If you get attacked by a mosquito this year, here are a few ways to stop the itching.

You don't need me to tell you that the mosquitos in the Hudson Valley and all of New York are extremely BAD this year. If you don't believe me simply spend a few minutes outside near a field and you will quickly become well aware that it's insane outside. I spent an evening last week watching my son's soccer practice at a soccer field in Wappingers Falls and after standing outside for less than 10 minutes I was on the receiving end of 10+ mosquito bites.


How to Stop a Mosquito Bite From Itching?

After asking and searching in numerous places I think I have come up with a few tricks you might want to try the next time you are attacked by those thirsty blood-suckers. The first trick is one that most of us have heard of before, "put an X in it". For as long as I can remember I was always told that once you notice you've been bitten by a mosquito you should make an X on the top of the bite simply using your fingernail. Some say you shouldn't press too hard (no need to pierce the skin), you should apply just enough pressure to make a dent in the bite. Doing this properly should help to stop the itching but remember most bites will come back after you do an X the first time so when the X fades simply repeat. After repeating the X process a few times you should be good.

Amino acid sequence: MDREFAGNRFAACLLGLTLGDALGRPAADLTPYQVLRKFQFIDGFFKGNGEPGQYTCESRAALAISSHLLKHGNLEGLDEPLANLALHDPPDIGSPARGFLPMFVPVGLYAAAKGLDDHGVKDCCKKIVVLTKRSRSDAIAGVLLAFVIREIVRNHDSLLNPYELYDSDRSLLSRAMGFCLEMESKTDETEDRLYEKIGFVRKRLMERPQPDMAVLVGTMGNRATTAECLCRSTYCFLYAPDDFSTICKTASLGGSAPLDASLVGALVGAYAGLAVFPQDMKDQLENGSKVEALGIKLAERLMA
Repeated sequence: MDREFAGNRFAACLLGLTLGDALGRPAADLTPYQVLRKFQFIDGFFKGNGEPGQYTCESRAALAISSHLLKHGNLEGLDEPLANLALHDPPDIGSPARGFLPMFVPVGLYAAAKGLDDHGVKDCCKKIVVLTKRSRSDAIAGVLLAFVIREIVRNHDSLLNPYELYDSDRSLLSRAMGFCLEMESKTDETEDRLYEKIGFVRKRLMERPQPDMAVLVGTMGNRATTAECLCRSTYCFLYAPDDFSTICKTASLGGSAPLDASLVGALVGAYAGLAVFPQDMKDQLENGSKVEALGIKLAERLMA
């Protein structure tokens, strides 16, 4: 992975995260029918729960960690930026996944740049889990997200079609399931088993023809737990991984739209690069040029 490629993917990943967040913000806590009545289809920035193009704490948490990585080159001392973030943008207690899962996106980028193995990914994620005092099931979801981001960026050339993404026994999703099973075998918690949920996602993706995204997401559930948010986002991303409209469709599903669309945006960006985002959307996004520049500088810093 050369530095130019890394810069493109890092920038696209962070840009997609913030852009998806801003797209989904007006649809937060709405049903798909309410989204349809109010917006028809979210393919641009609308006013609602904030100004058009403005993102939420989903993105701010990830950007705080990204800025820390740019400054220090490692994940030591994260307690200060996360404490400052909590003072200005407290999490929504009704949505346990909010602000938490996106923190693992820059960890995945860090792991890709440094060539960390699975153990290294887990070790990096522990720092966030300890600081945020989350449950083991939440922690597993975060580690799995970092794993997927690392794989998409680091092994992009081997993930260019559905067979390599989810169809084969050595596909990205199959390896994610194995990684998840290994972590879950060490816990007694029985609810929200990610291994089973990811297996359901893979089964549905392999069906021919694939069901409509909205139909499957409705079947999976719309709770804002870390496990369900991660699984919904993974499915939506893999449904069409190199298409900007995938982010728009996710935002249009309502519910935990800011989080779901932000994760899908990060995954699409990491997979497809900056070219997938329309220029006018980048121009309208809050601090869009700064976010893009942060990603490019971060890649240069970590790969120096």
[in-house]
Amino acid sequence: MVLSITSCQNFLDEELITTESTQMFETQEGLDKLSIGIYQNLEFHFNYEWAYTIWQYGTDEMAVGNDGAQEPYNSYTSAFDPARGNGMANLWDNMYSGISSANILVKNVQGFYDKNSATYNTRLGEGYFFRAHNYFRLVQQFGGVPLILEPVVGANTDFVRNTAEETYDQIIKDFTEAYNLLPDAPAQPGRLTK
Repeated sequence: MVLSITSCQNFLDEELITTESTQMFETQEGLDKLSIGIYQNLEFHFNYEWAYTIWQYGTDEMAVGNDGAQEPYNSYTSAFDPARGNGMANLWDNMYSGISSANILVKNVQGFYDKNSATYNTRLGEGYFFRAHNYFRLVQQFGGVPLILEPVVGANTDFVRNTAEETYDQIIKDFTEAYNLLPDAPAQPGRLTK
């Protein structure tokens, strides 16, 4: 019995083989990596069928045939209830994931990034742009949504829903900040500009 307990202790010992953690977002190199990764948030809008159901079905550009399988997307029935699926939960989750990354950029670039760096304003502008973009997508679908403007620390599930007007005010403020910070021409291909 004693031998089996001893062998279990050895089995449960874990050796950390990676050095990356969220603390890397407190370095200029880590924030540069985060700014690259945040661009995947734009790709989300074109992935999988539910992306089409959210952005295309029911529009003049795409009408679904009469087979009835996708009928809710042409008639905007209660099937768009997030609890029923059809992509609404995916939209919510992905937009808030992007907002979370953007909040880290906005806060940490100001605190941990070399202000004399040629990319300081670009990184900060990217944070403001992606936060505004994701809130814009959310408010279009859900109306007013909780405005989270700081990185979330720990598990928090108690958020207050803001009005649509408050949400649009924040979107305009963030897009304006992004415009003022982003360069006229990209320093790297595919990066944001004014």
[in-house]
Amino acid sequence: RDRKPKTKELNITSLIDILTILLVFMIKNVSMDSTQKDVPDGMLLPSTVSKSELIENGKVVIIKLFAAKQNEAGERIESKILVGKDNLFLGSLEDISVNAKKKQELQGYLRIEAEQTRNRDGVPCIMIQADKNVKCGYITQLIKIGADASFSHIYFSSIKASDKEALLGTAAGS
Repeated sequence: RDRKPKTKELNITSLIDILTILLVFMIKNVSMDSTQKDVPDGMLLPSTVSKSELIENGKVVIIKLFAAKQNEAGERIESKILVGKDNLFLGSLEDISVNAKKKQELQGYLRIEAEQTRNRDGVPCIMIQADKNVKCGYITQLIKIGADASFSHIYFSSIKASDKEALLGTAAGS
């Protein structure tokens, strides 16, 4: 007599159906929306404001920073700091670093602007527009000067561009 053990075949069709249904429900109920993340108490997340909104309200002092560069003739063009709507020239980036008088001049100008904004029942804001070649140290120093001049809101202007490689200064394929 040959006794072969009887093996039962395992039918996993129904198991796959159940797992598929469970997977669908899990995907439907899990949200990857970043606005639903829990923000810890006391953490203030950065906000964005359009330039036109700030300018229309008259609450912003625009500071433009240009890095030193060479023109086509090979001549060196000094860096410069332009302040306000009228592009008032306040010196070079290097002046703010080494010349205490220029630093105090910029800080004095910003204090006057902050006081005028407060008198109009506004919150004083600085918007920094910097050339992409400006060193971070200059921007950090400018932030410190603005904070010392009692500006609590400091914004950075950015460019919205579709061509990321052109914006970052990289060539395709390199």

Tips to Follow After You Get Bit by a Mosquito

Other "tips" that have been shared with us include making sure you apply the proper insect repellant before you head outside, duh...LOL! Another way to get a bite to stop itching is one I have never tried before but according to a few fans, if you can, warm up the back of a household spoon and place it directly on the bite it and that should stop the itching.

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Amazon Sells a Bug Bite Sucker

If you are looking for a piece of equipment to use the next time you get bit by a bug Amazon actually sells something called the "Bug Bite Thing". According to the description, "Bug Bite Thing is a suction tool that alleviates the itching, stinging, and swelling from bug bites and stings." How does something like this work? They say if used properly it "will extract the insect saliva/venom left behind under the skin. When you remove the irritant, your body stops producing the reaction." You can buy the Bug Bite Thing here.

Have you noticed that mosquitos are worse this year than in previous years? What do you do after you've been bitten? Let us know through our station app and don't forget the bug spray...LOL!

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